Collecting all these clues takes work. A conversation leads me to an address, or rather, cross streets, that I have to find on the map myself. I find the name of a ship inside the abandoned building at that location. I take that name to the local newspaper, and search the archives for recent advertisements to find out who owns it. That leads me back to the docks and another crime scene. Once I gather the clues there — picking up weapons, noting how the bodies fell — I have enough information to recreate the events in my Mind’s Eye. I watch the scene replay, I draw my conclusions about what happened, and then I follow the trail of blood to find the captain. Mystery solved.

It’s a far more realistic approach to investigation than I’ve seen in any game like this, even with the supernatural elements. I have to use newspaper articles, public records, and police blotters to gather information. I’m not solving puzzles, really — the next step is always logical and easy enough to find — but the effort involved makes the progress feel earned. It’s plodding, methodical detective work.

It can also feel perfunctory. I arrive somewhere, find the required number of clues, piece together new information, then head elsewhere to do it all over again. While it’s repetitive and predictable, it also feels procedural. It’s my job, after all.

The biggest problem is that the controls feel clunky and unsatisfying. Reed shambles more than he walks, which is a problem when I have to spend so much time traveling from archive to archive and clue to clue. There’s no flow to the way Reed navigates the city; I ricochet off of pedestrians and get stuck against insurmountable curbs.

These issues make the movement itself feel outdated, as if it had been lifted from a PlayStation 2 game. Traveling from one crime scene to the next takes too much time, even when I’m sprinting. There are precious few fast-travel points, and I have to walk to them before they become available. Moving from my hotel room to the police station requires running down the road for a block, climbing into a boat for a couple more blocks, running again to another location, taking another boat, then more running until I get to my destination. It feels unnecessary; all this travel adds nothing to the game except mounting frustration with the controls.

Charles navigates the city’s flooded streets in a small boat. Frogwares/Bigben Interactive

Combat — whether against horrific Wylebeasts who can sense death, or local goons — amplifies that frustration. The game’s helpful tips remind me that fighting should be avoided and ammo is a precious resource, but there are usually Wylebeasts or (semi?) human guards waiting for me at the next crime scene, where I have no choice but to fight. I never know when my imprecise movements, drawn-out animations, or flailing attacks are going to lead to my next death. There’s no real penalty when I die — I’m transported somewhere safe and vaguely nearby with my inventory intact, and the scene resets. But I have to trudge my way back through the streets and try again. It feels like a punishment more than an impediment.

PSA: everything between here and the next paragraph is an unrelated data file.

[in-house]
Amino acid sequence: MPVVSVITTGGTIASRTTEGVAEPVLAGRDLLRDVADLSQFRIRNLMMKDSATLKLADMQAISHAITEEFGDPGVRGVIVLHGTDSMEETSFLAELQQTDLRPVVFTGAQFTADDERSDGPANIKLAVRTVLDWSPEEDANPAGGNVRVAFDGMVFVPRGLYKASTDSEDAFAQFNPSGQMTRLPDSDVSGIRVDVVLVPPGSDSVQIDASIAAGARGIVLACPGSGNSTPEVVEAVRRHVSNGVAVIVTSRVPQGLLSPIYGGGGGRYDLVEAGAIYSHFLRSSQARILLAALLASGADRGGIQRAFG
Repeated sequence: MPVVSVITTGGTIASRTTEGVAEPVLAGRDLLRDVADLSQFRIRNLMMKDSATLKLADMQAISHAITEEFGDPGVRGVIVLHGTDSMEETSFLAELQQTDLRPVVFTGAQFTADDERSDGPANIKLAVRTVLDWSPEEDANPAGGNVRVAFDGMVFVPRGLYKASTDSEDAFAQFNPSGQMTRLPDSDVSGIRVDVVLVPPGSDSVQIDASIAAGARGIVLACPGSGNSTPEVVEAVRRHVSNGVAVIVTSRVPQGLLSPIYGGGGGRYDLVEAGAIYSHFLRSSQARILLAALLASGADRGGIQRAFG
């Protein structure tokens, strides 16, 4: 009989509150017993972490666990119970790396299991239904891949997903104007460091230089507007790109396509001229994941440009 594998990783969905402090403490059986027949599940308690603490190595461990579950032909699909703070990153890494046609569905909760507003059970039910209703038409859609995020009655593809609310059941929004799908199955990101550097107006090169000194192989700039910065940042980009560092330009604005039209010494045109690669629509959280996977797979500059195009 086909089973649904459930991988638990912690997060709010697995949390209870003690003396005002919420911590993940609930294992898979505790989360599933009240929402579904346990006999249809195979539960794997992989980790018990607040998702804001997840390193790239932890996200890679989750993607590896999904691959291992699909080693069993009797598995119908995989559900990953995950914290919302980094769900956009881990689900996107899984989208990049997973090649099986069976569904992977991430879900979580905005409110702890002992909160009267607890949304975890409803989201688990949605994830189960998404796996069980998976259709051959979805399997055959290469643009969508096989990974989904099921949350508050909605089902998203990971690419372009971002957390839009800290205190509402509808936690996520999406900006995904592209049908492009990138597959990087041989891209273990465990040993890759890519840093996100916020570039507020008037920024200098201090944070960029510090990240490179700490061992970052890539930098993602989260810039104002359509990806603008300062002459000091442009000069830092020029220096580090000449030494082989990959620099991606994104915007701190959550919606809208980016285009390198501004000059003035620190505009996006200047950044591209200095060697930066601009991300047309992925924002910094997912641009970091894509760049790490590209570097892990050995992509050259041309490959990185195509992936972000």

And that’s the overwhelming feeling I’m left with after playing The Sinking City. So much about the investigations and mystery solving is innovative and satisfying, but the controls and pacing feel anachronistic and off-putting. The design of the city tells part of the story, but getting around that city becomes tiresome. There’s a detailed, evocative world of horrors to experience in this isolated town, but I’m constantly frustrated by how I’m forced to interact with it.

All the best parts of The Sinking City are buried inside such a lackluster wrapper that it becomes difficult to want to find them. The realism of the investigation mechanics gets overshadowed by the drudgery of navigating the city, to the point where I couldn’t be bothered to pick up side cases by the end because I wanted to avoid more walking. I want to know why I keep seeing these ancient, horrific creatures in my sleep, and I want to unravel the mysteries of this town, but I wish it weren’t so mechanically painful to do so. Unfortunately, the biggest horrors of The Sinking City come from the controls, not my own struggles with sanity.

Update: The original title of this review was “The Sinking City review: the horrors of touchy controls and racist writers.” That headline was unclear and could be read as a criticism of the game’s creators. It has been revised for clarity. We regret the mistake and apologize to both the developers and our readers.

The Sinking City is being released June 27 on PlayStation 4, Windows PC, and Xbox One. The game was reviewed using a final “retail” Windows download code provided by Bigben Interactive. You can find additional information about Polygon’s ethics policy here.